Oral-scribal dimensions of scripture, piety, and practice : Judaism, Christianity, Islam
- edited by Werner H. Kelber and Paula A. Sanders.
- Eugene, Oregon : Cascade Books, 2016.
Where to find it
In April 2008 a conference was convened at Rice University that brought together experts in the three monotheistic religions of Judaism, Christianity, and Islam. The papers discussed at the conference are presented here, revised and updated. The thirteen contributions comprise the keynote address by John Miles Foley; three essays on Judaism and the Hebrew Bible; three on the New Testament; three on the Qur'an; and two summarizing pieces, by the Africanist Ruth Finnegan and the Islamicist William Graham respectively. The central thesis of the book states that sacred Scripture was experienced by the three faiths less as a text contained between two covers and a literary genre, and far more as an oral phenomenon. In developing the performative, recitative aspects of the three religions, the authors directly or by implication challenge their distinctly textual identities. Instead of viewing the three faiths as quintessential religions of the book, these writers argue that the religions have been and continue to be appropriated not only as written but also very much as oral authorities, with the two media interpenetrating and mutually influencing each other in myriad ways.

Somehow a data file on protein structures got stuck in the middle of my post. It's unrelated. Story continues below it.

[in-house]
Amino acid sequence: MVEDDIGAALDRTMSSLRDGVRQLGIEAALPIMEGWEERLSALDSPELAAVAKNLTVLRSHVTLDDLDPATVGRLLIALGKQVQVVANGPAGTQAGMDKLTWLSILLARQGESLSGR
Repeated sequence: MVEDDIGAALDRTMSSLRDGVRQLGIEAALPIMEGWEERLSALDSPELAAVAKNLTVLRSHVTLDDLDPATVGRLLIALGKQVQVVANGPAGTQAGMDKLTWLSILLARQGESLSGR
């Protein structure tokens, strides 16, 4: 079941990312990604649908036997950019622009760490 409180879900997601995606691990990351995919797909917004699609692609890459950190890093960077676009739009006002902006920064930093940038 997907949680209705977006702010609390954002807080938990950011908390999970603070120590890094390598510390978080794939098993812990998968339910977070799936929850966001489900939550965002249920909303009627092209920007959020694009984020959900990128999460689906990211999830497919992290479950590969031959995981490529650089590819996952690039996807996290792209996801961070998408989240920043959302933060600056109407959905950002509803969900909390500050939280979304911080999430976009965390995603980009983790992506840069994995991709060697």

- List of Contributors p. ix
- Preface p. xiii
- Acknowledgments p. xxvii
- 1 Ancient and Modern Democracies: Orality, Texts, and Electronic Media p. 1
- 2 Torah on the Heart: Literary Jewish Textuality within Its Ancient Near Eastern Context p. 21
- 3 Guarding Oral Transmission: Within and between Cultures p. 49
- 4 The Interplay between Written and Spoken Word in the Second Testament as Background to the Emergence of Written Gospels p. 67
- 5 Oral and Written Communication and Transmission of Knowledge in Ancient Judaism and Christianity p. 89
- 6 Oral and Written Aspects of the Emergence of the Gospel of Mark as Scripture Richard A. Horsley p. 110
- 7 The History of the Closure of Biblical Texts p. 137
- 8 Two Faces of the Quran: Quran and Mushaf p. 170
- 9 Biblical Performance Criticism: Performance as Research p. 188
- 10 The Constitution of the Qur'an as a Codified Work: Paradigm for Codifying Hadith and the Islamic Sciences? p. 240
- 11 From Jahiliyyah to Badi'iyyah: Orality, Literacy, and the Transformations of Rhetoric in Arabic Poetry p. 255
- 12 Response from an Africanist Scholar Ruth Finnegan p. 280
- 13 Summation William A. Graham p. 292
- Scripture Index p. 303
- Subject Index p. 310